Saturday, December 29, 2012

Hello Old Friends..

Back while I was building the layout with an eye towards running with battery power I felt funny.. It seemed surreal laying track and not doing all the wiring that goes along with it.  When I was building my N Scale L&HR layout, I had gotten quite good at wiring, and it was second nature by the time I finished with that part of the layout building process.  And when it was time to start a new layout in my new home, the East Broad Top based one just before this current layout, I was comfortable in the knowledge I would have no problems wiring it.  The funny feeling I was having with this current layout was almost a guilty feeling, crazy as it seems.  This was way to easy, building without wires.  All of my friends were still using the tried and true system of wiring for DCC.  I was somehow cheating.  I know.. it's crazy, but if the battery system would have panned out for me, It would have saved all the work of wiring.  It just didn't feel right though.

But now that I've finished dropping all the feeders ahead of schedule, I took out the crates that contained all of my DCC components, and all of the bus wires that I set up for the EBT layout.  As I spread everything out on the floor and took inventory of what I have on hand, a warm feeling came over me as I remembered the struggles of putting these components together for my last layout and everything I learned building that layout.  All the memories of the guys coming over and working on the layout with me: the fun, the camaraderie, the constant flinching every time I heard something bang or crash and the words that followed- "Don't worry.. it's only Ted's layout!"  It all brings back happy thoughts of times past.  Maybe it's just that time of year but as I looked at all my DCC components I felt like I was seeing old friends again.  A comfortable, but also exciting feeling came over me that things are moving quickly now, and soon this layout will be up and running. :)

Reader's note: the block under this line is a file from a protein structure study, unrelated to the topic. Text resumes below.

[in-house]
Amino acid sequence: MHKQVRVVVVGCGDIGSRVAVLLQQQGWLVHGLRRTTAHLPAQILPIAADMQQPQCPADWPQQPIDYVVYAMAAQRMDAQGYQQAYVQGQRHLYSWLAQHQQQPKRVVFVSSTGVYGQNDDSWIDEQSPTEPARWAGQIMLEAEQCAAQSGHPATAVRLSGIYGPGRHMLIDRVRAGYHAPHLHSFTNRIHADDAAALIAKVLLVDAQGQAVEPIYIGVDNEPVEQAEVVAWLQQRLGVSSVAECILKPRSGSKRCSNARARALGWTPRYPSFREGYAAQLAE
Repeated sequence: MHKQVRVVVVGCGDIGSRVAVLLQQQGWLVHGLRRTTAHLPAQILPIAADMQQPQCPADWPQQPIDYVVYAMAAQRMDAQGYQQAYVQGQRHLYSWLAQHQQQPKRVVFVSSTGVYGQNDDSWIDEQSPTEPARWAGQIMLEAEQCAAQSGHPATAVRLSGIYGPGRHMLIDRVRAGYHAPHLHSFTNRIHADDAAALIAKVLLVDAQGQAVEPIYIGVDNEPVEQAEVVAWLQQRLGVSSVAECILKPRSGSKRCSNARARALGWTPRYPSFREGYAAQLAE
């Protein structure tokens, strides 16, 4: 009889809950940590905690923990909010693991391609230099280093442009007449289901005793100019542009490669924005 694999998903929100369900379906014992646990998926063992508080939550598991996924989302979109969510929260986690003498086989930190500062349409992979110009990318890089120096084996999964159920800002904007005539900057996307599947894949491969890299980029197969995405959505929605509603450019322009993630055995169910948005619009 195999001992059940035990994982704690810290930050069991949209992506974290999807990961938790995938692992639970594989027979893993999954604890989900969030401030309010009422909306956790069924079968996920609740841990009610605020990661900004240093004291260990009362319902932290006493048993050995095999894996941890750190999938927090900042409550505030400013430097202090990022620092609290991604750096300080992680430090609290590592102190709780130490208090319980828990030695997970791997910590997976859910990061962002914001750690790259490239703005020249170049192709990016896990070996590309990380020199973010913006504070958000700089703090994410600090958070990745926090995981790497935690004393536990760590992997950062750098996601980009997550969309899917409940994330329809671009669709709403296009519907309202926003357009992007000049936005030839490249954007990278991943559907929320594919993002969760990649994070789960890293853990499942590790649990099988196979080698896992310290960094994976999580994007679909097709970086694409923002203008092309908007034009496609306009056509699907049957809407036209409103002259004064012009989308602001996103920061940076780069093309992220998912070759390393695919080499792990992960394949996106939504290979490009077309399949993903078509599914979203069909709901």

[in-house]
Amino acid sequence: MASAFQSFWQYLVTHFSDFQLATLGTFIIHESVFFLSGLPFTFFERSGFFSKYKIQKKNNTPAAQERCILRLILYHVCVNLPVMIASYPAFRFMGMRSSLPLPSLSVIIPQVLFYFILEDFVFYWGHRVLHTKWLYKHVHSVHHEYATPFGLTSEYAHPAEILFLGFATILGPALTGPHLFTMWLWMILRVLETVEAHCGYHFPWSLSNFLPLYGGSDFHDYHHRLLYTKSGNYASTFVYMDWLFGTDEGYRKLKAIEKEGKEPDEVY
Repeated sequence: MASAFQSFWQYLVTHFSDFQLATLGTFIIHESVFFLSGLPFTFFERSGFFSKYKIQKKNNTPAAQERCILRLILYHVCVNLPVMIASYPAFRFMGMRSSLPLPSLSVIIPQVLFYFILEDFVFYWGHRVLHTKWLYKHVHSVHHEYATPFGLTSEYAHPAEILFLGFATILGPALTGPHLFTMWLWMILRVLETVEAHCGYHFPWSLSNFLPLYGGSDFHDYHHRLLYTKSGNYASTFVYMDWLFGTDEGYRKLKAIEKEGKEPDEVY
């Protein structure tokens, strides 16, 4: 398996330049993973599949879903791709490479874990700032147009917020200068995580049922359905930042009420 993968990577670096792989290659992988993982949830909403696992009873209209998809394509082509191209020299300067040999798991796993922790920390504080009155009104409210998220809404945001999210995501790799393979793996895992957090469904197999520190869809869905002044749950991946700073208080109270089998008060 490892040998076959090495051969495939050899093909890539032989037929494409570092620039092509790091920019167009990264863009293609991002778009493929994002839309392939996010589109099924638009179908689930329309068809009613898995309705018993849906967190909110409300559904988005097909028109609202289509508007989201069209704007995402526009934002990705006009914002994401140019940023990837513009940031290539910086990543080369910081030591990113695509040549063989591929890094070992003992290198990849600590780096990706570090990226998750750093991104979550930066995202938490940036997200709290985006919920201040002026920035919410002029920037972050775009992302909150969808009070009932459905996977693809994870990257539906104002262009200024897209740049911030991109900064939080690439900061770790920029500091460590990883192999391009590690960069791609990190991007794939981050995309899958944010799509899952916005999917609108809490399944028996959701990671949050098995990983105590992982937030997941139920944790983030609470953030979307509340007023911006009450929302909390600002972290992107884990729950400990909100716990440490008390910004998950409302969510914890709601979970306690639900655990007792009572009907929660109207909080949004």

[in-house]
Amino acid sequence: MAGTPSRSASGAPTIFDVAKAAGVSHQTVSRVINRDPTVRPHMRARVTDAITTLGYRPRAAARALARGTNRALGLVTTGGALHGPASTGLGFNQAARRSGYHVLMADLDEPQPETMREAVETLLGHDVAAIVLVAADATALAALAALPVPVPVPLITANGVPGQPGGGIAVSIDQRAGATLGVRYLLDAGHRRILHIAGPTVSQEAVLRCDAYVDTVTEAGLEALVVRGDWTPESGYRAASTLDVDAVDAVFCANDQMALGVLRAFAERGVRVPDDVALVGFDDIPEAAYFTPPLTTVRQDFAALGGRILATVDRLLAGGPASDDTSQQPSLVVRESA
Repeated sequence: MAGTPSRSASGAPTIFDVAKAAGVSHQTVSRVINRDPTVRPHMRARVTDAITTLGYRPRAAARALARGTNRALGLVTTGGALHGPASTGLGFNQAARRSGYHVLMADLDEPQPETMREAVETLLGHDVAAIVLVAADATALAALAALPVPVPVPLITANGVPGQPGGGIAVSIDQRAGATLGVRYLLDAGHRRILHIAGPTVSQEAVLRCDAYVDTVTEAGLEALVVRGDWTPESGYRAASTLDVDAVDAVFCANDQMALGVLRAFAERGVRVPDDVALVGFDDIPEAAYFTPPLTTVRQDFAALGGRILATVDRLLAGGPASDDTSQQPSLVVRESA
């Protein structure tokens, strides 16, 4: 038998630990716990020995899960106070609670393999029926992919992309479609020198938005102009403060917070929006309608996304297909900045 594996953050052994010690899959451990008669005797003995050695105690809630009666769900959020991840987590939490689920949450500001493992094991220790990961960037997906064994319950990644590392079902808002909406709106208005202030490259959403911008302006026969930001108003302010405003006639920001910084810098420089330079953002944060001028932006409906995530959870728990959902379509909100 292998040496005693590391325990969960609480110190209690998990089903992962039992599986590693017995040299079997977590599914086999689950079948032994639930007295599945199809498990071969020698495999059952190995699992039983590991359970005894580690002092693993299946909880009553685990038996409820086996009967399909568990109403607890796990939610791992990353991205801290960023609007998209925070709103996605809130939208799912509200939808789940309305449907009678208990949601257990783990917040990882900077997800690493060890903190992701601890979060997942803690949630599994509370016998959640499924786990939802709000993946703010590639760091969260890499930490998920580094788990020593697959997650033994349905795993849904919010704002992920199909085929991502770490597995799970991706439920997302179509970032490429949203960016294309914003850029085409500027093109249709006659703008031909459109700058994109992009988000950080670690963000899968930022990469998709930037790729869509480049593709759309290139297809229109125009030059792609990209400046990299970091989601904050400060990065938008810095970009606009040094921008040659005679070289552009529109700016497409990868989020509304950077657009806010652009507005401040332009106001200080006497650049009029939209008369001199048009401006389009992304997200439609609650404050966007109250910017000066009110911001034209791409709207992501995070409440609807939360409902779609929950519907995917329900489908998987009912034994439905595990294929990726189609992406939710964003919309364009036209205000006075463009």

It was like friends who I haven't seen in years.  I was feeling happy as I took inventory of what I had on hand for DCC components.

An idea taken from my friends who are involved in N-Trak is to use Power Werx, Powerpole connectors between modules/sections.  N-Trak had been using what was called Cinch-Jones connectors for many years.  But as they become more hard to find and expensive to boot, they needed another easy way to connect modules at shows.  The answer has been the Powerpole connectors.  I had set up a bunch of 4' plus long bus wires with these connectors on each end for the EBT layout that never got built.  I'm leaning towards keeping this setup, but I'm worried about them accidentally getting disconnected during a session.  I might also just run new bus wires and if the time comes to move just cut them. 

Power Werx Powerpole connectors.

Easy connect and disconnect makes it simple to isolate a section of the layout if needed and also makes it easy come moving day.. if that ever happens.

I think the relief of finally knowing which control system I was going to employ on the layout has given me the inspiration to move quickly, and get more accomplished.  Feeders are all in, bus wires going up, DCC system is being installed, I found the 4 Frog Juicers I misplaced (with two more to come shortly). I'm in a happy place.. Till of course the first time a train stalls out on dirty track.. ;)

Happy New Year everyone!  The best from my family to yours!

Friday, December 28, 2012

Installing feeders Gangnam Style...

We're on Christmas break this week so I've been making the most of my time and have installed feeders on all of the main sections of the layout.  I also started getting them installed on the helix and should have that done by the weekend.  After that, the only section left to add feeders to would be the York Station section.  But there is no track on it yet, so that makes it very hard to add feeders, but I digress..

By the beginning of next week I should be able to start installing the bus wires and start connecting the feeders to them.  I also need to figure out where I will put my DCC system and circuit breaker boards.  I have everything already mounted on Masonite (from my previous layout) so it's just a matter of finding the optimal spot under the layout to locate and install everything. 

As most of you who have been following this blog for awhile know, I do get distracted by iPhone Apps from time to time. Angry Birds Space (how could you resist birds with light sabres) and Bad Piggies (The Pigs from Angry Birds and the whole saga from their point of view.. Oh and Rovio.. UPDATE PLEASE!!) have been the most recent time killers, but the latest App to waist my time, in a fun way of course, has been the Gangnam Dance Booth.  Gangnam Style is taking the world by storm, so instead of boring you with more pictures of dangling feeders I give you:

Hey maybe I'll follow George Dutka's lead and make it a weekly feature if you like it!  I can have one of my friends each week dancing Gangnam Style.  It could be called Gangnam Style Saturdays!  I think the Commodore will be up first. ;)